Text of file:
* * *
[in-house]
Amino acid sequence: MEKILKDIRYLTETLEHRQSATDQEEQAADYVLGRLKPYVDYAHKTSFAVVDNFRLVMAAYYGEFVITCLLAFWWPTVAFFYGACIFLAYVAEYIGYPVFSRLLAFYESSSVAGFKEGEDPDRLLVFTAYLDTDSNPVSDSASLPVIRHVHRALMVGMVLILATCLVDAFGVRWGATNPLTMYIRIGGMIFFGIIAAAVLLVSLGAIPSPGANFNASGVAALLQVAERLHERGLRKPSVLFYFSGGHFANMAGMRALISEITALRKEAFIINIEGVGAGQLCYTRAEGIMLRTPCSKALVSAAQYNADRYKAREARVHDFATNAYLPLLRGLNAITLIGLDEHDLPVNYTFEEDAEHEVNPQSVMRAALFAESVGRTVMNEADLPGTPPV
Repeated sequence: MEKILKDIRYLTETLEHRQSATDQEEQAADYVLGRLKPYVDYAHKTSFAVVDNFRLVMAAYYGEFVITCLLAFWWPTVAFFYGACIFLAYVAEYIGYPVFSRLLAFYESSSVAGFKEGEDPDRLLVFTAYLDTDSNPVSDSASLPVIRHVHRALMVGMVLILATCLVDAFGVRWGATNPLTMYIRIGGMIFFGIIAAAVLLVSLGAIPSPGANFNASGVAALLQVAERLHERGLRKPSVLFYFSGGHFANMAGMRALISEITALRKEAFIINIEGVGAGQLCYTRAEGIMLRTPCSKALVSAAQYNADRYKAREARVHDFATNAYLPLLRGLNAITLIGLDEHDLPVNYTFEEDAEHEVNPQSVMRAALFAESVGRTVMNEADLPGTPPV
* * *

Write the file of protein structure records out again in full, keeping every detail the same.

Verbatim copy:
[in-house]
Amino acid sequence: MEKILKDIRYLTETLEHRQSATDQEEQAADYVLGRLKPYVDYAHKTSFAVVDNFRLVMAAYYGEFVITCLLAFWWPTVAFFYGACIFLAYVAEYIGYPVFSRLLAFYESSSVAGFKEGEDPDRLLVFTAYLDTDSNPVSDSASLPVIRHVHRALMVGMVLILATCLVDAFGVRWGATNPLTMYIRIGGMIFFGIIAAAVLLVSLGAIPSPGANFNASGVAALLQVAERLHERGLRKPSVLFYFSGGHFANMAGMRALISEITALRKEAFIINIEGVGAGQLCYTRAEGIMLRTPCSKALVSAAQYNADRYKAREARVHDFATNAYLPLLRGLNAITLIGLDEHDLPVNYTFEEDAEHEVNPQSVMRAALFAESVGRTVMNEADLPGTPPV
Repeated sequence: MEKILKDIRYLTETLEHRQSATDQEEQAADYVLGRLKPYVDYAHKTSFAVVDNFRLVMAAYYGEFVITCLLAFWWPTVAFFYGACIFLAYVAEYIGYPVFSRLLAFYESSSVAGFKEGEDPDRLLVFTAYLDTDSNPVSDSASLPVIRHVHRALMVGMVLILATCLVDAFGVRWGATNPLTMYIRIGGMIFFGIIAAAVLLVSLGAIPSPGANFNASGVAALLQVAERLHERGLRKPSVLFYFSGGHFANMAGMRALISEITALRKEAFIINIEGVGAGQLCYTRAEGIMLRTPCSKALVSAAQYNADRYKAREARVHDFATNAYLPLLRGLNAITLIGLDEHDLPVNYTFEEDAEHEVNPQSVMRAALFAESVGRTVMNEADLPGTPPV